Post Covid-19 lockdown: prepare your dog for separation anxiety

There is a lot of talk today about puppies and adult dogs suffering from separation anxiety if and when dog owners go back to work at the office rather than working at home. A lot of people have taken the opportunity of lockdown to adopt a puppy because it allowed them the time to train their new companion. These novice dog owners now foresee a potential problem, or at least the experts do, because there will come a time when they will be separated from their puppies when they return to the worplace.

Post lockdown: prepare your dog for separation anxiety
Post lockdown: prepare your dog for separation anxiety. Picture in public domain.

Change in working arrangements

There is a caveat about this though. I am convinced that the working arrangements of office workers all over the planet and certainly in the UK will change permanently. They will go back to the office gradually but it may take several years and not everybody will end up working the way they did before the pandemic. A significant portion of employees of companies will end up working at home and meet at an office conference room which will be in a relocated building. The office building will be much smaller and it will probably be located away from a major conurbation.

The Times today tells us that fewer than one in six workers has returned to the office in Britain. In London, one in eight worker has gone back to work in their office which has left trains and buses all but empty. They don’t want to work in offices any more because they are frightened of contracting Covid-19 and they find life pleasant working at home. There is also the issue I believe of employer’s liability. I don’t think employers can get insurance for their employees against a Covid-19 infection. If that is true they cannot ask their employees to come back into the office.

All that said, lockdown has meant that dog owners have spent all day every day (and night) with their newly adopted puppy. In some shape or form this will change. Therefore they have to gradually acclimatise their new companion animal to being away from them. They can do this in gradual steps.

Training to minimise separation anxiety

You spend several sessions of 5 to 10 minutes a day training your dog, says Jenna Kiddie of the Dogs Trust. She explained that you should prepare a comfortable bed and give them a nice toy or a chew. You take a single step back and then step forward again and reward them. You then take a step further back as you gradually remove yourself and your dog’s presence for longer periods of time.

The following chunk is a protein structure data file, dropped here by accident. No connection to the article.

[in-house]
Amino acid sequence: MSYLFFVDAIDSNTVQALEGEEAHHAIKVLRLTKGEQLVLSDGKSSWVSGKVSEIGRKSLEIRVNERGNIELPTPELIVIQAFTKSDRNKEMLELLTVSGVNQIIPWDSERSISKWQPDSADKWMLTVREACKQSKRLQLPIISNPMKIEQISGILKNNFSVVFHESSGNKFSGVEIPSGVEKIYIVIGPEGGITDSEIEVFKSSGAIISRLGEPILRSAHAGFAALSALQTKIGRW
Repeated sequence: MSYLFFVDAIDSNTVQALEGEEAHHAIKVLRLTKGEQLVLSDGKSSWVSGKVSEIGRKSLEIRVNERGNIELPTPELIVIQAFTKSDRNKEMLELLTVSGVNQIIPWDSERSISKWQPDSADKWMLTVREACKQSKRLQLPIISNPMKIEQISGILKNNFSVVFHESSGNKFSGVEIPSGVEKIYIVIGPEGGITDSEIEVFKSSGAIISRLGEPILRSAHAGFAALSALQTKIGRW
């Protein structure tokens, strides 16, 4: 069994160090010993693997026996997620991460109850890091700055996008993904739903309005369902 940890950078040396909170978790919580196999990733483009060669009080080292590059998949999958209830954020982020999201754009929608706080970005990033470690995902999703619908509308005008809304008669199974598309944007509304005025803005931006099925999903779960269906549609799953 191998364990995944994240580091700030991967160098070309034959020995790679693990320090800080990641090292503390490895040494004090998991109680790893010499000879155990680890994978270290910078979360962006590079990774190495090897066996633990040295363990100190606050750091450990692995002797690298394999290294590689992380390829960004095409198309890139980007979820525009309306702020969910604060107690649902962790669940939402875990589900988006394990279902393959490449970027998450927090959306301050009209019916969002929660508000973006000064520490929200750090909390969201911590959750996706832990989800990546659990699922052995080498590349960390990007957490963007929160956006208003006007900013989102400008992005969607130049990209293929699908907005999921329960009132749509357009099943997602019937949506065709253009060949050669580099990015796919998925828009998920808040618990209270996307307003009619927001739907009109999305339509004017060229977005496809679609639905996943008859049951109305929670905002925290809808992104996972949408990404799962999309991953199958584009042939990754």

You then might leave the room and close the door behind you. You then return to the room. You then build on that by leaving the room and closing the door and staying out of the room for a longer period. You then get them used to the doorbell and reward them when they don’t bark too excitedly. You should spend time in different rooms and shut doors behind you so that your dog cannot access areas freely, as he wants. Further, you build up the amount of time that you leave the home.

This gradual desensitisation to being away from their human companion (and pack leadder) may take days for some dogs who were unaffected by separation anxiety before lockdown But in young dogs who have got used to being with their owner for long periods of time it may take several months.


Nicola Schopp who is a manager of Happy Hounds and Cooler Cats, a pet care service in London, said that it appears to her that the majority of dog owners are starting to panic as they understand that their puppy hasn’t been socialised and they worry about how their dog will respond when they return to work and separation anxiety kicks in. She has had a 60% increase in business and 80% of the dogs at her centre of puppies.

Tom Senior, the owner of Buddies Doggy Daycare in London, confirmed that he had seen a large increase in the number of puppies coming into his facility. Jenna said that they are concerned that there will be a generation of young dogs who are going to come out of the coronavirus pandemic with separation anxiety.

Cats too

Separation anxiety also affects cats and it may well affect them more than dogs because the public tends to believe that domestic cats are very independent and can be left alone. Therefore they are less concerned about the possibility of separation anxiety affecting their cat companion. Cats are sociable. Dogs are more sociable but both need companionship with their human guardian. I suspect that a lot of businesses will allow dog owners to bring their companions to the office with them when they return. This is certainly a solution to separation anxiety.

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